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Opinion

COP28: Here's how a just transition from fossil fuels can save us

The transition from fossil fuels to clean energy will be complex, but investing wisely is one way we can make a positive difference, says Kim Goodall, Impact Analyst at The Big Exchange

Protesters carrying banners against fossil fuels

Protests at Canary Wharf, London, on 19 October. Image: Vuk Valcic / Alamy Stock Photo

There’s a lot of talk about just transition around COP28, the international climate change meeting. A just transition reflects the need to move from a high-carbon economy dependent on fossil fuels (oil, gas and coal) to a low-carbon economy in a way that is fair to both people and planet. It’s a moral issue as well as an environmental one. 

Communities, industries and employees are dependent on fossil fuel activities, so moving away comes at a cost. Those countries reliant on fossil fuels in Asia and the Emerging Markets need help to transition. Social measures such as compensating those involved in fossil industries and training existing and future workers with the skills needed to participate in the green economy is important. 

However, it’s more complex than simply switching to green energy: the supply of renewables must meet demand and infrastructure is needed to store and distribute renewables. 

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There’s a filter on The Big Exchange (TBE) website that allows customers to sort funds to only those that are “fossil free”*. 

One such fund is the Schroder Global Energy Transition fund. It invests in companies involved in the transition towards lower carbon sources of energy – eg clean energy generation, distribution, storage, transport and associated materials, components and technologies – and excludes companies that generate revenue from fossil fuels and nuclear energy. The FP WHEB Global Sustainability Fund also excludes fossil. 

Excluding fossil fuel companies is one approach. Another approach which is less well understood is to prioritise the transition to a low-carbon world by engaging with companies. Fund managers “engage to change” to reduce risk, while looking to maximise the opportunity to investors. Company engagement can help identify barriers to transition so that they are addressed, and faster progress can be made. 

If you simply sell out from a company, you lose your say. Regular engagement with set targets drives change. If sustainability targets are missed, the fund manager can still sell its holding. Impact reports shown on fund managers’ websites are a good way to find out how fund managers are working with the companies they invest in.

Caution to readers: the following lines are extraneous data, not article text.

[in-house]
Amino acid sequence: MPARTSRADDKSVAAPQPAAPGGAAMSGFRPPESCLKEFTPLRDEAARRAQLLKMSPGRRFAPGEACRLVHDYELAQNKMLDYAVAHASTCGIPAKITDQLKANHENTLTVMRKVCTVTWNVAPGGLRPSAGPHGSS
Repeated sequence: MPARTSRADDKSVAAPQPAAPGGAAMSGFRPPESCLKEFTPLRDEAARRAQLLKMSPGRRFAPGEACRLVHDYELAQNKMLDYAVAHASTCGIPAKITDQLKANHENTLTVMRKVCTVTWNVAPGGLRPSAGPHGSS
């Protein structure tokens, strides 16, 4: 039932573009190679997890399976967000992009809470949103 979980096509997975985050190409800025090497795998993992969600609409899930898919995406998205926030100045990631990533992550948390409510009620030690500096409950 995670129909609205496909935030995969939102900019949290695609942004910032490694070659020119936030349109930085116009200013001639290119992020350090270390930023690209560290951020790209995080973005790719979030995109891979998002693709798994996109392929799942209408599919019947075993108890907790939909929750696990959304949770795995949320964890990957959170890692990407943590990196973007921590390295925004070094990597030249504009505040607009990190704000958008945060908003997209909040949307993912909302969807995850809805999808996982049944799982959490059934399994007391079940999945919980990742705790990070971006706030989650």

The UK regulator, the Financial Conduct Authority (FCA), is proposing to introduce sustainability disclosure requirement and investment labels to increase transparency and help investors better navigate the market. 

One of the proposed labels is ‘Sustainable Improver’, where the aim is to improve the environmental and/or social sustainability of assets over time, including in response to the stewardship influence of fund managers. This label recognises that with the right support and engagement, transition is possible. 

Some fund managers choose to set a very low ceiling on possible fossil fuel holdings which can be less than 5%. This can be a bit like food labelling – there are no allergens in the ingredients, but there is still the possibility of a trace of the allergen. For fund management, this can be related to supply chain and, in the case of manufacturers, their product components and product use. 

On The Big Exchange, we have a range of funds that meet the necessary criteria to get a minimum of a bronze medal. Those funds invest in companies making a positive difference to people and the planet, which we assess though our due diligence process. 

* The Big Exchange (TBE) uses a range of information and proprietary research to determine whether a fund is fossil free. Firstly, we use a third-party independent assessment to look for fossil holdings. Secondly, all fund managers must complete a questionnaire describing in detail their policy and providing a full list of their holdings on a range of controversies including fossil. Thirdly, our staff review the portfolio holdings before onboarding and at least annually. All information is correct as at the time of the last assessment.  

Please remember that when investing, making money is not guaranteed and your capital is at risk. The value of your fund can go down as well as up. Tax treatment depends on an individual’s circumstances and may be subject to change. 

The Big Exchange (TBF) Limited is a wholly owned subsidiary of The Big Exchange Limited. The Big Exchange (TBF) Limited is an Appointed Representative of Resolution Compliance Limited, which is authorised and regulated by the Financial Conduct Authority (FRN 574048)

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